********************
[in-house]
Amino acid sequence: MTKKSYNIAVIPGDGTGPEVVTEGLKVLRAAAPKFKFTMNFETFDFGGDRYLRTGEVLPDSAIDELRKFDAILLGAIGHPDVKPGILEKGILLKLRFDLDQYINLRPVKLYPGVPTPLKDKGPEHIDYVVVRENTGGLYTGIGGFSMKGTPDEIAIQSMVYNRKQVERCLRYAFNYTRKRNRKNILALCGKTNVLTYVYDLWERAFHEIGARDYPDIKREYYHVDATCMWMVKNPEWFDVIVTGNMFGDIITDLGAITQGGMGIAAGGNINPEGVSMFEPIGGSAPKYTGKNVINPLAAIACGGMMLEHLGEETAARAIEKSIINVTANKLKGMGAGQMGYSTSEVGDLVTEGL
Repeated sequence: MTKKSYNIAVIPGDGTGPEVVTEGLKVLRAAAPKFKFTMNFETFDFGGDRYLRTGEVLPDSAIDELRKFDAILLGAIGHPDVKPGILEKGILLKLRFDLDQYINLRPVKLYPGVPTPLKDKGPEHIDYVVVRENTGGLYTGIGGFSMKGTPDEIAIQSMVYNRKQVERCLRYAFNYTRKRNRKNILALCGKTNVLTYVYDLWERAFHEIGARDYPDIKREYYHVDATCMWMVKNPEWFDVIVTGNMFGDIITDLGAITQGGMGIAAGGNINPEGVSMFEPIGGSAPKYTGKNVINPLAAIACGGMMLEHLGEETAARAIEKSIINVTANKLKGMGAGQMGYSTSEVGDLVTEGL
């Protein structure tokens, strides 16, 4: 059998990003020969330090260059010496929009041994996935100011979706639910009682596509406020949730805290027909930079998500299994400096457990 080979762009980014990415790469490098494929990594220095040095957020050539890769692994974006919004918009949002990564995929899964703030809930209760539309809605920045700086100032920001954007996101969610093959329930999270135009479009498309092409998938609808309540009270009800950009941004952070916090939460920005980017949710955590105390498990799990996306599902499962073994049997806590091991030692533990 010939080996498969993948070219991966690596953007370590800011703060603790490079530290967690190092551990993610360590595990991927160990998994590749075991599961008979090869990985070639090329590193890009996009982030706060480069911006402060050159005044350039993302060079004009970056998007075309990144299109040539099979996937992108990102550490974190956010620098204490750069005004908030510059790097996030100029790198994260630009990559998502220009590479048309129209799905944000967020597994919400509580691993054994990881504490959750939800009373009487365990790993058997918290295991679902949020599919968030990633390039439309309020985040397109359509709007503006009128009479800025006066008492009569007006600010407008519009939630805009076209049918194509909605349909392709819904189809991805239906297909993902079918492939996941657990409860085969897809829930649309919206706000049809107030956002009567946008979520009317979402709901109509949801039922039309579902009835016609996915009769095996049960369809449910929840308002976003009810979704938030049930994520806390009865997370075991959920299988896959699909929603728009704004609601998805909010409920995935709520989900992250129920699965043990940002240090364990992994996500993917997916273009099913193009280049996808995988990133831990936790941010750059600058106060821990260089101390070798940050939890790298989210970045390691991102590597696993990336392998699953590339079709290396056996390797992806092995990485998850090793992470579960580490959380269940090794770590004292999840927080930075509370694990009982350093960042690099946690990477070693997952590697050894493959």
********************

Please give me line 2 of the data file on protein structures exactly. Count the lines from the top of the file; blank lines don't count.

Amino acid sequence: MTKKSYNIAVIPGDGTGPEVVTEGLKVLRAAAPKFKFTMNFETFDFGGDRYLRTGEVLPDSAIDELRKFDAILLGAIGHPDVKPGILEKGILLKLRFDLDQYINLRPVKLYPGVPTPLKDKGPEHIDYVVVRENTGGLYTGIGGFSMKGTPDEIAIQSMVYNRKQVERCLRYAFNYTRKRNRKNILALCGKTNVLTYVYDLWERAFHEIGARDYPDIKREYYHVDATCMWMVKNPEWFDVIVTGNMFGDIITDLGAITQGGMGIAAGGNINPEGVSMFEPIGGSAPKYTGKNVINPLAAIACGGMMLEHLGEETAARAIEKSIINVTANKLKGMGAGQMGYSTSEVGDLVTEGL